Surety bonds are very important in industries like the construction and real estate businesses, and yet there are many misunderstandings or misconceptions when it comes to what surety bonds are and what they are used for. Although the term “surety bond” may sound like another category of insurance, surety bonds are very different from an insurance bond. Surety bonds protect the parties in a multi-party contract to ensure that levels of performance, payment, and practices are all met according to the terms of the contract. There are four main types of surety bonds that can be beneficial in a contract agreement, and it is important to know the differences between them and the benefits which they provide.
This is our guide to what you need to know about surety and why it’s important.
The purpose of this type of bond is to mitigate the risk in a contractual arrangement between two parties by providing an extra impartial party who ensures that the main two parties honor the terms. There are four main types of surety bonds, which are explained below, but it is first necessary to know how this third party protects the other two, making surety bonds uniquely secure contracts.
The neutral third party is called the surety, and they have the power to hold to account anyone who is shirking on those obligations. Sureties exist only in surety bonds and represent both of the other two parties; the principal and the obligee.
The principal is the individual or entity who is paying for the service which has been agreed in the contract. The best example to use is that of the construction industry because surety bonds are particularly important for construction contracts. A principal will often be a construction company who contracts a specialist individual or firm such as a landscaper (or landscaping company) to complete a certain part of the construction company’s larger project.
The obligee is the individual or entity who has agreed to perform the services paid for under the terms of the contract. There will be stipulations as to exactly what duties they must perform, for what money and in what time frame, and how much they will be paid by the principal upon satisfactory completion of those duties. In the above example, the obligee would be the landscaping firm.
The four main types of surety are performance bonds, payment bonds, maintenance bonds, and bid bonds:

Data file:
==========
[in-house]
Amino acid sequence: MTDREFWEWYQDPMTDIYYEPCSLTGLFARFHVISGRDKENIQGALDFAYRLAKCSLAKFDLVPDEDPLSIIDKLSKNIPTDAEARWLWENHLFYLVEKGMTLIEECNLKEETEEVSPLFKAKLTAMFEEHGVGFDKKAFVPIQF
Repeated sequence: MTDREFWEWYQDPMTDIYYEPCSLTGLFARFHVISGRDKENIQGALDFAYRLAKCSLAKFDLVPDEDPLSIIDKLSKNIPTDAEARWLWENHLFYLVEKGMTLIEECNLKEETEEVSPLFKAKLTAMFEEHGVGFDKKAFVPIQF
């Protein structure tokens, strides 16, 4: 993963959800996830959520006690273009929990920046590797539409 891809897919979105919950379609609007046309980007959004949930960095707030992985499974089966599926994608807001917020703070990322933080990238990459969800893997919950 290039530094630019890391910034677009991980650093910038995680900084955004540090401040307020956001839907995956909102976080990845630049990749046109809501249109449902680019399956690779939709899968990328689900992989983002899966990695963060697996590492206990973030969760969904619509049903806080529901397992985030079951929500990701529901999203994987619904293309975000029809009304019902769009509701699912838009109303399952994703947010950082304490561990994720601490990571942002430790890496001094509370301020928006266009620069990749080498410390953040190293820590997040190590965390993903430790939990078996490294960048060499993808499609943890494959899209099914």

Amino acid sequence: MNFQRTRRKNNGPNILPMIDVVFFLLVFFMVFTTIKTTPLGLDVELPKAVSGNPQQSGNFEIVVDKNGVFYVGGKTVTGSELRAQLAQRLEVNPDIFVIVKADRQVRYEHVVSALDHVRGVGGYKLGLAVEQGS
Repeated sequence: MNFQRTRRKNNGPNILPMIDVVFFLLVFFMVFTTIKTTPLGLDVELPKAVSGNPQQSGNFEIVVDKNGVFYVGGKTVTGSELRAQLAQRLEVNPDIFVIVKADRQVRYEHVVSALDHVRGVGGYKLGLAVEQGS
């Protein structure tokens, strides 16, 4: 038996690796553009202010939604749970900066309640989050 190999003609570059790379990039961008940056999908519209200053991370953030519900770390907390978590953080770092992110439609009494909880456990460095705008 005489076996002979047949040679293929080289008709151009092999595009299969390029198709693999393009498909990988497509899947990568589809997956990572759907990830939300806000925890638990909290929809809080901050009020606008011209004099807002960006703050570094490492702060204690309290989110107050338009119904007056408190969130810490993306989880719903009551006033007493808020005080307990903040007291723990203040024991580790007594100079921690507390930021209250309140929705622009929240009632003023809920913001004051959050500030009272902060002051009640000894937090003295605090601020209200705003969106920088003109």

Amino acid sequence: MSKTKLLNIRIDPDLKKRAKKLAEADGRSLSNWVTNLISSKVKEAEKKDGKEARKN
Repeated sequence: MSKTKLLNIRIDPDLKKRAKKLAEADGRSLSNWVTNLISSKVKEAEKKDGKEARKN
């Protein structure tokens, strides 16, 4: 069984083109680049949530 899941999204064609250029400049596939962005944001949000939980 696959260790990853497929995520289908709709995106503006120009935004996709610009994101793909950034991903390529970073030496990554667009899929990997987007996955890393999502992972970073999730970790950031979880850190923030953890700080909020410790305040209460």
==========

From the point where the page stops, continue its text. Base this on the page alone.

Performance bonds ensure that the obligee in the contract completes the work to which they agreed to. This prevents the obligee from doing a shoddy job and still expecting full payment. In the example we have been using, it means that the landscaping company would have to do all of the landscaping work they agreed to and not cut any corners when it comes to materials used or the quality of the work. If the job is not up to scratch and the construction company has to bring in another landscaping company to sort it out, the surety would pay for that and then get the money back from the original landscapers with additional fees for the trouble.
Payment bonds ensure that there are no outstanding payments due to the obligee from the principal once the job has been completed according to the terms of the agreement. These may be payments for materials, labor, or completion bonuses. In our example, if the construction company failed to pay the landscapers, the surety would pay them and then get that money back from the construction company plus additional fees.
Maintenance bonds ensure that if the obligee leaves work outstanding such as maintenance and repairs that need doing, then they will come back to fix them. If, for example, the landscaping company didn’t finish the patio of a house and refused to come back, the surety would give the construction company the money they need to hire another landscaper, and would then get this money plus extra back from the original landscaping firm.
Bid bonds ensure that principles are protected from obligees claiming they have the resources to do the job being offered by the principle. For example, if a construction offered a landscaping contract and the firm which successfully bid for the contract did not actually have the resources to complete it, the surety would ensure that the construction company has the means to hire another company.
Surety bonds are essential in a host of business contracts in ensuring that the principal and the obligee meet their commitments. If either of these fails to do so, the other party will be protected by the surety, who will also take serious measures against the responsible party. Surety adds a level of protection which is above that in other types of contract, so it is always worth looking into.